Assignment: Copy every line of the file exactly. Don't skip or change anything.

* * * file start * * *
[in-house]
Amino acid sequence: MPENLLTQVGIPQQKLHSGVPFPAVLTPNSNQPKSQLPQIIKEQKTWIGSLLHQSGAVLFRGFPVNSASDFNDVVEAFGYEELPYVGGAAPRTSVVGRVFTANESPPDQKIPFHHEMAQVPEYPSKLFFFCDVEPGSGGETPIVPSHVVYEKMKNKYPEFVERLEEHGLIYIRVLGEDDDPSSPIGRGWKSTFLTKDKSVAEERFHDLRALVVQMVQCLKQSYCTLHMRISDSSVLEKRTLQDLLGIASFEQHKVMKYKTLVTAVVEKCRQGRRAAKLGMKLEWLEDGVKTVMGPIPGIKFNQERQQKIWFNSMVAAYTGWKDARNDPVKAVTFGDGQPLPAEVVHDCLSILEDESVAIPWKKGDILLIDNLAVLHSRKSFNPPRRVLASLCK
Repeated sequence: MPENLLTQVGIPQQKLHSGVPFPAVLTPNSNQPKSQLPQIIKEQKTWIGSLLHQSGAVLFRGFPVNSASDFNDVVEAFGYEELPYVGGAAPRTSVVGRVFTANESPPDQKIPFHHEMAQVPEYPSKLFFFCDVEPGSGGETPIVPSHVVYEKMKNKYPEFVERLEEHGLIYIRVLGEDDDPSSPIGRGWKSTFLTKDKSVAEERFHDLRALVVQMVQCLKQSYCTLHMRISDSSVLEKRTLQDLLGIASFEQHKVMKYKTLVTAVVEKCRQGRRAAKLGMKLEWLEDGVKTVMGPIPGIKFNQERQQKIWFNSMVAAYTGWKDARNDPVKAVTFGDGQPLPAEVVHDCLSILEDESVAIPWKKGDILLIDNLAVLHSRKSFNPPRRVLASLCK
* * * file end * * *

[in-house]
Amino acid sequence: MPENLLTQVGIPQQKLHSGVPFPAVLTPNSNQPKSQLPQIIKEQKTWIGSLLHQSGAVLFRGFPVNSASDFNDVVEAFGYEELPYVGGAAPRTSVVGRVFTANESPPDQKIPFHHEMAQVPEYPSKLFFFCDVEPGSGGETPIVPSHVVYEKMKNKYPEFVERLEEHGLIYIRVLGEDDDPSSPIGRGWKSTFLTKDKSVAEERFHDLRALVVQMVQCLKQSYCTLHMRISDSSVLEKRTLQDLLGIASFEQHKVMKYKTLVTAVVEKCRQGRRAAKLGMKLEWLEDGVKTVMGPIPGIKFNQERQQKIWFNSMVAAYTGWKDARNDPVKAVTFGDGQPLPAEVVHDCLSILEDESVAIPWKKGDILLIDNLAVLHSRKSFNPPRRVLASLCK
Repeated sequence: MPENLLTQVGIPQQKLHSGVPFPAVLTPNSNQPKSQLPQIIKEQKTWIGSLLHQSGAVLFRGFPVNSASDFNDVVEAFGYEELPYVGGAAPRTSVVGRVFTANESPPDQKIPFHHEMAQVPEYPSKLFFFCDVEPGSGGETPIVPSHVVYEKMKNKYPEFVERLEEHGLIYIRVLGEDDDPSSPIGRGWKSTFLTKDKSVAEERFHDLRALVVQMVQCLKQSYCTLHMRISDSSVLEKRTLQDLLGIASFEQHKVMKYKTLVTAVVEKCRQGRRAAKLGMKLEWLEDGVKTVMGPIPGIKFNQERQQKIWFNSMVAAYTGWKDARNDPVKAVTFGDGQPLPAEVVHDCLSILEDESVAIPWKKGDILLIDNLAVLHSRKSFNPPRRVLASLCK